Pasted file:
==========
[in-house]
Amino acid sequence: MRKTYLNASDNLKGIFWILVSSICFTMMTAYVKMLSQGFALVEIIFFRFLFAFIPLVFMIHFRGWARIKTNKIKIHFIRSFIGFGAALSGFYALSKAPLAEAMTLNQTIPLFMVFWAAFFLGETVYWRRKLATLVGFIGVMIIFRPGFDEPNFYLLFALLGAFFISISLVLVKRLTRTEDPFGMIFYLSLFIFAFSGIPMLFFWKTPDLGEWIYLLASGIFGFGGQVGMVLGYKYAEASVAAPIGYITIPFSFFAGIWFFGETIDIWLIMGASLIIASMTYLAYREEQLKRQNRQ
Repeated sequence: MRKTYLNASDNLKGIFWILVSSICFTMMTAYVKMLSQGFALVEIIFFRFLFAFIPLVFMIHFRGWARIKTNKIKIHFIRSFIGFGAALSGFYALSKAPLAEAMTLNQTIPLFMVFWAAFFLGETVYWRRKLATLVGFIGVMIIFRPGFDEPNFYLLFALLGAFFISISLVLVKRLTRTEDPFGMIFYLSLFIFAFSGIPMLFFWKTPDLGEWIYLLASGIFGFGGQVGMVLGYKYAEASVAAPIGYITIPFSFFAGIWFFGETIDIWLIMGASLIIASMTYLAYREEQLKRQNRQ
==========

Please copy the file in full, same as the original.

[in-house]
Amino acid sequence: MRKTYLNASDNLKGIFWILVSSICFTMMTAYVKMLSQGFALVEIIFFRFLFAFIPLVFMIHFRGWARIKTNKIKIHFIRSFIGFGAALSGFYALSKAPLAEAMTLNQTIPLFMVFWAAFFLGETVYWRRKLATLVGFIGVMIIFRPGFDEPNFYLLFALLGAFFISISLVLVKRLTRTEDPFGMIFYLSLFIFAFSGIPMLFFWKTPDLGEWIYLLASGIFGFGGQVGMVLGYKYAEASVAAPIGYITIPFSFFAGIWFFGETIDIWLIMGASLIIASMTYLAYREEQLKRQNRQ
Repeated sequence: MRKTYLNASDNLKGIFWILVSSICFTMMTAYVKMLSQGFALVEIIFFRFLFAFIPLVFMIHFRGWARIKTNKIKIHFIRSFIGFGAALSGFYALSKAPLAEAMTLNQTIPLFMVFWAAFFLGETVYWRRKLATLVGFIGVMIIFRPGFDEPNFYLLFALLGAFFISISLVLVKRLTRTEDPFGMIFYLSLFIFAFSGIPMLFFWKTPDLGEWIYLLASGIFGFGGQVGMVLGYKYAEASVAAPIGYITIPFSFFAGIWFFGETIDIWLIMGASLIIASMTYLAYREEQLKRQNRQ